The localization of FOXO3a to Lewy bodies and Lewy neurites in PD and LBD indicates that FOXO3a is a potential component of Lewy bodies. While Lewy bodies are known also to be comprised of α-synuclein and ubiquitin  and occur in a variety of clinical disease states [7, 22–24], the mechanism of α-synuclein accumulation in the Lewy body and its role in disease is poorly understood . The finding of FOXO3a in intimate association with PD/LBD lesions suggests that LB and Lewy neurite formation encompasses more basic cellular pathophysiology than simple "gain of function" toxicity. Given the role of FOXO in such processes as phosphorylation, acetylation/deacetylation, ubiquitination, and protein-protein interactions , the potential of multiple hits cannot be discounted [26, 27]. In fact, FOXO3a has been shown to trigger the death of motoneurons in mice with the translocation from cytoplasm to nucleus , and a recent study also showed oxidative stress induces neuronal necrosis by activating FOXO3 .
Interestingly, however, several lines of evidence now indicate that α-synuclein accumulation is fundamentally protective [30, 31]. In our own studies, α-synuclein aggregation occurs in concert with microtubule polymerization and that an aggregate, once formed, is cytoprotective response against noxious stimuli [32, 33]. This is compatible with the once controversial concept that neurodegenerative disease lesions are markers of pathogenic disease response rather than indicators of etiology [34, 35]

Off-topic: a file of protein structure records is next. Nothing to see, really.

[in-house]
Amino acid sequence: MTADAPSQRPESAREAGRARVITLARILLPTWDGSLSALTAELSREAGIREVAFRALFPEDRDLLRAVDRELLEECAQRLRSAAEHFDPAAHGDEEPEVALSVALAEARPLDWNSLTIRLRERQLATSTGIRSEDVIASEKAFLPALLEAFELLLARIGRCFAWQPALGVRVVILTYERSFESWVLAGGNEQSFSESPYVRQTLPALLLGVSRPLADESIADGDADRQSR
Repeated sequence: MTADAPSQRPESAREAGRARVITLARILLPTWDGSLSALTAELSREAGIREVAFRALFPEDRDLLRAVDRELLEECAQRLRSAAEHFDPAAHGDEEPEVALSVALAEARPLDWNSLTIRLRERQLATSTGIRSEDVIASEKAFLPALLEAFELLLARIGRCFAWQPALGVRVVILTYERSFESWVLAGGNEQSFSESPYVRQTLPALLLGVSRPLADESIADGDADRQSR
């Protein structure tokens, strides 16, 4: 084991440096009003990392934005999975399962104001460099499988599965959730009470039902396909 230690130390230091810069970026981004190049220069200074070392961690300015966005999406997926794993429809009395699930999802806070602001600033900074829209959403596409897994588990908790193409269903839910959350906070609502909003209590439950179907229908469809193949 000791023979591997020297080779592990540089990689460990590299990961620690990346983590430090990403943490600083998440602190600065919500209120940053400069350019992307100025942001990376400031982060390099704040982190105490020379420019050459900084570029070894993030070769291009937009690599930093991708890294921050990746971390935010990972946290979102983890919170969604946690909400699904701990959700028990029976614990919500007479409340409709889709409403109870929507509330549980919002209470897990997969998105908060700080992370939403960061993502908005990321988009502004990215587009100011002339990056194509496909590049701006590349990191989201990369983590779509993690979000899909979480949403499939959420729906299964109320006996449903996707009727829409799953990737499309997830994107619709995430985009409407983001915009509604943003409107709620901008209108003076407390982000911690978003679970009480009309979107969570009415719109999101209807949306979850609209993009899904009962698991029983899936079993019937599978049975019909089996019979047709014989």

Oxidative stress is believed to be an important factor in cell death induction and considerable evidence has accumulated that oxidative stress is involved in the pathogenesis of PD and α-synuclein aggregation [36–38]. As a transcription factor, it is necessary for FOXO3a to locate in nucleus to play its cell death-inducing role. In the present study, the high level expression of FOXO3a protein in an inclusion body in the neuronal cytoplasm suggests that FOXO3a may not reach the nucleus (e.g., to affect its known function in the apoptotic pathway). This finding adds further evidence to the notion that Lewy bodies may protect affected neurons from death and furthers the notion that profound alterations in cytoplasmic-nuclear trafficking are a key element of the neurodegenerative process [39, 40]. The finding of the specific isoform FOXO3a in neurodegenerative disease as presented in this work, as well as its role in attenuating amyloid-like pathology in mouse models , clearly supports the investigation of the other members of the FOXO family transcription factor in aging and disease.
14-3-3 is a family of dimeric proteins that can modulate interaction between proteins and they are involved in cell signaling, regulation of cell cycle progression, intracellular trafficking/targeting, cytoskeletal structure and transcription [42, 43]. In previous studies, phosphorylated FOXO3a has been shown to bind to 14-3-3 protein, causing cytoplasmic retention of phosphorylated FOXO3 and inhibition of FOXO3-induced transcriptional activation . Interestingly, 14-3-3 protein has also been localized to Lewy bodies . Therefore, while the mechanism of accumulation of FOXO3a in Lewy bodies awaits further study, a direct interaction between FOXO3a and 14-3-3 protein remains a distinct possibility. Since α-synuclein shares physical and functional homology with 14-3-3 proteins , it is reasonable to speculate that FOXO3a, α-synuclein, and 14-3-3 protein may form a complex, preventing the dephosphorylation and translocation of FOXO3a, and promote cell survival. This potential protein interaction is the subject of ongoing studies in our laboratory.